Many of us have a shared assumption that humans are naturally competitive beings, ultimately ruled by the laws of nature. We would be no different than the fauna with its predators and preys, or even trees competing with each other by trying to reach more sunbeams as they grow up, meanwhile their roots struggle for more and more nutrients underground.
In so considering, if there is any incentive for a human being to associate and cooperate with other, it would be the possibility of getting mutual competitive advantage in this hostile and wild nature. Thus, the reason we find for the formation of communities would be the possibility of living a better life than a life that is lived alone. A division of labor among people allows the gain of a specialization surplus, which generates a more effective transformation of our environment in order to provide a better standard of living for the whole.
A person, then, would be working on behalf of others insofar as equivalent benefits could be obtained in exchange. A society in which each and every person gets an amount of material goods that is proportional to its own productivity is, therefore, the most just society that humanity can possibly achieve. Once we consider ourselves as rational beings who seek the maximization of one’s own pleasure, a market-oriented society would bring about the ultimate maximization of the total well-being.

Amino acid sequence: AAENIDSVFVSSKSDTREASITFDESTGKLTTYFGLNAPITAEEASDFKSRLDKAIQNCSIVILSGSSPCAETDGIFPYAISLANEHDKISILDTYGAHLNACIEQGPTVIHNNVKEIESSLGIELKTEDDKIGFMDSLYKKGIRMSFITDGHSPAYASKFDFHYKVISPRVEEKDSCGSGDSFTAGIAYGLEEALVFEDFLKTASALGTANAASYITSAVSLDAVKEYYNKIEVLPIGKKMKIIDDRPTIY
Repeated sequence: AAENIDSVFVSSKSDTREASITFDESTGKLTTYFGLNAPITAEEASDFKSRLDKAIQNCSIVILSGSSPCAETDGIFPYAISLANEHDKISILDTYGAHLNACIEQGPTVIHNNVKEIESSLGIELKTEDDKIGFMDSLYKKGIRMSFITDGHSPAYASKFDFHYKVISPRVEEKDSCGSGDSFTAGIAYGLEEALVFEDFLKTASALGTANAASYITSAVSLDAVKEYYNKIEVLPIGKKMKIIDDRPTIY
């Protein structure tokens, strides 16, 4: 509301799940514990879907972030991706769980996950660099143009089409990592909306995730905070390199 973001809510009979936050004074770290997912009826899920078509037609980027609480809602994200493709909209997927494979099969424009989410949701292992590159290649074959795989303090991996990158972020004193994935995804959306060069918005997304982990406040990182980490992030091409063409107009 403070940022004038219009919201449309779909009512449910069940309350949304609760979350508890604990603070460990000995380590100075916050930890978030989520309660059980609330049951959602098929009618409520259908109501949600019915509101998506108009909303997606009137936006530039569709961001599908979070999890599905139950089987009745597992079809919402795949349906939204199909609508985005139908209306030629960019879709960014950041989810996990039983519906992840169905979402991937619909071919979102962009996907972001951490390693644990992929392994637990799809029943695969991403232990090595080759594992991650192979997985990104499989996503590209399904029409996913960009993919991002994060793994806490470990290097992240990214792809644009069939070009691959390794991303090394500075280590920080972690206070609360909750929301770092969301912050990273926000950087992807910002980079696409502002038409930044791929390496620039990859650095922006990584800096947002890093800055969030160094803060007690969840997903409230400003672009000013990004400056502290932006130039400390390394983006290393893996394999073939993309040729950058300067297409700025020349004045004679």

This whole mindset presents itself as a very appealing one for the contemporary western civilization in general. Either consciously or subconsciously, the idea that the aggregate behavior of many selfish individuals results in the common good makes good sense for many of us.
The structuring arguments for such ideas were developed across the era known as the Enlightenment. Among the most famous thinkers of that time is Locke, whose legacy chiefly consists in establishing a few keystones for the so-called Contractarianism, having rejected the basis for the legitimacy of absolutist power. Unlike Hobbes, for instance, the Enlightenment thinkers dismissed the necessity of a ruling ‘Leviathan’ for the avoidance of complete chaos among men and women. Both Hobbes and Locke have approached this issue by expressing the abstract idea of a social contract, with the latter doing so while defending that people could rebel against a given political power if their inalienable rights (liberty and the pursuit of happiness) were not granted.
By following Locke’s path, one might conclude that even if we assume a conception of a self-centered human being, we can - and should - govern our societies while seeking the fulfillment of all inalienable rights to each and every person. This is not to say that the Enlightenment thinkers refused the existence of empathetic feelings by the human being, but stressed that a social contract is to be stronger and more enforceable if it doesn’t rely on such feelings or values.
One of the most sophisticated contractarian theories ever made - that of John Rawls, over the second half of the past century - was eager to conceive society in such terms with an appraisal for social equality: the Rawlsian contract carefully expressed the basis for the establishment of the ‘difference principle’, according to which an increase in the gap of the distribution of wealth and income could be justified only if the poorest could benefit from such change, by augmenting their own absolute quantity of goods.